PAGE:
One of the more funny-if-it-weren’t-sad local tales of planning gone awry* is the “47th Street Blues District,” so christened in a strange economic development effort by former Ald. Dorothy Tillman and her odd version of an edifice complex. (Sometimes, it seemed more like a de-edifice complex, given the countless vacant lots in her ward.) 47th was the celebrated commercial artery of Bronzeville once upon a time, the retail cornerstone of “The Stroll” boulevardier circuit. This Trib article by Antonio Olivo gives some background about the grand plans for a street that’s not even a ghost of its old self, and how those plans are adjusting under a new, reality-based alderman. Here was a street which could have been a great case study for an incremental, historic preservation-based and transit-oriented approach to revitalization — these buildings tell great stories — but which fell victim to venal local politics which sucked away key resources (buildings, businesses, money, time), and now has that much further to go.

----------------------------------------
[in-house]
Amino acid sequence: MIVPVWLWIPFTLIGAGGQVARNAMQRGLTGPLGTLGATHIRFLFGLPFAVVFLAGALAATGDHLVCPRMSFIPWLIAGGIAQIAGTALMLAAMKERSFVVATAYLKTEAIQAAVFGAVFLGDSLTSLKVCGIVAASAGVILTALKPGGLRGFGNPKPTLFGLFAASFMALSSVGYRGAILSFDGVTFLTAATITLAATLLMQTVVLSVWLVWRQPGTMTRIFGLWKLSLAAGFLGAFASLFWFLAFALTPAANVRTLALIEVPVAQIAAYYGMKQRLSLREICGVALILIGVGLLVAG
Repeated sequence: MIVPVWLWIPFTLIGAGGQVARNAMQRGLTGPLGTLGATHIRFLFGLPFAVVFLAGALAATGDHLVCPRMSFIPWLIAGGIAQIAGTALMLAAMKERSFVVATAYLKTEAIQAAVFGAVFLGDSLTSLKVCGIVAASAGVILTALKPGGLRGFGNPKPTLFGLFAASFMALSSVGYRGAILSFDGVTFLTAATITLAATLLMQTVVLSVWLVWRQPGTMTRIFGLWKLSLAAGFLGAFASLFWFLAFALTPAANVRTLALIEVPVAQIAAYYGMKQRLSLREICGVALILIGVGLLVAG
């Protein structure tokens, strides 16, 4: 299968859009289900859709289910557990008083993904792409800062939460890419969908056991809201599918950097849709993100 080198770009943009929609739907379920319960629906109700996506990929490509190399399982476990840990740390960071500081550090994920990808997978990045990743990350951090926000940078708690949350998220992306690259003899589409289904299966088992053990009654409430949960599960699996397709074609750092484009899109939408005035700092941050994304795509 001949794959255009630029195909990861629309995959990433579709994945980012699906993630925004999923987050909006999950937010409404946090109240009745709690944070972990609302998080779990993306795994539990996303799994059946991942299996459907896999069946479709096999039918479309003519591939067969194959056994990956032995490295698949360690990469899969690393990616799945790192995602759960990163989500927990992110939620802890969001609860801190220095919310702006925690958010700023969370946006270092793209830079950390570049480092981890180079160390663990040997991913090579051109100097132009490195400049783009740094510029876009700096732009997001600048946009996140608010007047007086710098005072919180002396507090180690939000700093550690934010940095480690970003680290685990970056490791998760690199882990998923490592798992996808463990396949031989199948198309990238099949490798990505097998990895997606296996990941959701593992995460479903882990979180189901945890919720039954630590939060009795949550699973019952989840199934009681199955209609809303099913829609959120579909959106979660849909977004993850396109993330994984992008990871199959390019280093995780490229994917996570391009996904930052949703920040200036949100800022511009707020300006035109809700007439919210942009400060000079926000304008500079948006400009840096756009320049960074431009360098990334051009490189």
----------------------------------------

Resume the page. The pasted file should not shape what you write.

A few key foibles along the way:
1. Neighborhood historian Timuel Black insists that 47th was a street for jazz, not blues, so the entire premise rested on pretty thin ice.
2. The only remaining viable business from the street’s heyday as an entertainment destination, the Palm Tavern, was unceremoniously shuttered by eminent domain in 2001 and subsequently demolished using promised TIF funds — and replaced with nothing.
3. Now, we find out from Tom Corfman in Crain’s that the much-heralded, expensive, and strangely quiet cultural center which was to be the centerpiece around which the district would grow (pretty much from scratch, seeing as half the urban fabric thereabouts has disappeared) is not just in violation of its city grant terms, but in foreclosure as well.
4. And lest anyone forget, the Rosenwald Garden Apartments will soon face another long winter of abandonment and decay.
* even in a city where the feds launch investigations with names like “Crooked Code.”